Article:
‘The protest movement that has been gaining momentum in Iran since the death of Mahsa Amini while in police custody last year has prompted me to change the focus of my work. The female body is clearly at the center of this movement, and a big theme in my work is the fragmentation of bodies: how they have been censored, how they have vanished, and how they can form social continuity – power can delete a body, but cannot cut it from its root. Physically, that body no longer exists, but the idea and the soul remain and continue in other bodies. The Iranian protest movement has led me to articulate much better why I work with bodies and also to feel a stronger sense of connection to my homeland. A lot of great performances have taken place in the streets during the protests, which have given me more and more ideas for my work.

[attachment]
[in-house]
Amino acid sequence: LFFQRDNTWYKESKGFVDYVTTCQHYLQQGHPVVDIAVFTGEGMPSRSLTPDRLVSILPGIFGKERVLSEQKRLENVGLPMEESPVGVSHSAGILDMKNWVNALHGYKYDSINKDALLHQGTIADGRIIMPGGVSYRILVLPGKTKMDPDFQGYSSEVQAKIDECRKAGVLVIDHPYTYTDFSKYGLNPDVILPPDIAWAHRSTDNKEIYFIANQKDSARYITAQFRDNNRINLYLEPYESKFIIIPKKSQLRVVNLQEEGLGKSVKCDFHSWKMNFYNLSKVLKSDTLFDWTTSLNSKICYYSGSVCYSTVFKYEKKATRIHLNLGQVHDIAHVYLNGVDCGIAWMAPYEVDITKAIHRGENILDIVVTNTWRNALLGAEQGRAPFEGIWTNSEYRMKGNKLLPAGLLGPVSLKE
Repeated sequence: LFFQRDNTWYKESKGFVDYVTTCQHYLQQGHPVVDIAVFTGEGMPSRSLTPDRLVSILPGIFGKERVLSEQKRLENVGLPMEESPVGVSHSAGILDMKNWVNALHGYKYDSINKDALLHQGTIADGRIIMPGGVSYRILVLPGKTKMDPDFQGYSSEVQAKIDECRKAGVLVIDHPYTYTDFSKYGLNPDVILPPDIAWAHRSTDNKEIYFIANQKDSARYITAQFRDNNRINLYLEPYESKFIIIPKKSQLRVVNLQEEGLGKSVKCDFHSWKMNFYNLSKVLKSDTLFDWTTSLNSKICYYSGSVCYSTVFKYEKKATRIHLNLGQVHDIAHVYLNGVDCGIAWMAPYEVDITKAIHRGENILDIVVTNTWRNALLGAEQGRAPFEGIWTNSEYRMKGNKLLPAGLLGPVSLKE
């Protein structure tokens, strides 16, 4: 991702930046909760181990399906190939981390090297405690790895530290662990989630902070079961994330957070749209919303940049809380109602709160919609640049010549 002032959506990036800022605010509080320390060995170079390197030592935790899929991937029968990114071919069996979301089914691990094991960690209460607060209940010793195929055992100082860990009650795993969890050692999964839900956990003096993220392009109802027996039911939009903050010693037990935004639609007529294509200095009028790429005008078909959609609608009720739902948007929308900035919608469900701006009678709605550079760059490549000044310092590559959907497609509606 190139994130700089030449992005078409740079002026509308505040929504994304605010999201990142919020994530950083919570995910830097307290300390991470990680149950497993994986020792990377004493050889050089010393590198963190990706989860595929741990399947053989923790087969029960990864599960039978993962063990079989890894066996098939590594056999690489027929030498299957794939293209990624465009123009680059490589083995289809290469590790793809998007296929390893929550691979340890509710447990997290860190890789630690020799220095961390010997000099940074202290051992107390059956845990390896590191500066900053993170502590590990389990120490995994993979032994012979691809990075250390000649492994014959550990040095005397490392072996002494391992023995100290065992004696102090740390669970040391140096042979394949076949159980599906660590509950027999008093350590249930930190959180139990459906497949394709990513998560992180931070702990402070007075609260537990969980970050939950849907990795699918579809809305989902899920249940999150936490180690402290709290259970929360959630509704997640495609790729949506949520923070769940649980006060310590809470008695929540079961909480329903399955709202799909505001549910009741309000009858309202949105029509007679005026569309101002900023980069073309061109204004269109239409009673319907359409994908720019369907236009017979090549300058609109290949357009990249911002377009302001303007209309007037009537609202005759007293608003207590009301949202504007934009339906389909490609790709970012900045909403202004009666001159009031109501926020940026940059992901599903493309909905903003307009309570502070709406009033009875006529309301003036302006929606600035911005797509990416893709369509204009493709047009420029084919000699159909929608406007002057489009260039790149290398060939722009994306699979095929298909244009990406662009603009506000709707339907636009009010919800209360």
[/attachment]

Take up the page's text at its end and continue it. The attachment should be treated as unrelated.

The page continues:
‘Nowadays, I am increasingly curious about experimenting with other art forms. In addition to painting, my forthcoming solo show at Galerie Nathalie Obadia, Brussels, in September will feature works of embroidery, installation, and sculpture, which I have used to create a kind of playground. It’s important to have a sense of humor in everything I do, so hopefully viewers will find it amusing, too.’
Hoda Kashiha is represented by Galerie Nathalie Obadia, Paris and Brussels.
Hanno Hauenstein is a journalist and critic based in Berlin. He has worked as a senior editor for Berliner Zeitung and written for publications including Frieze, Zeit Online, and Haaretz. Published courtesy of Art Basel.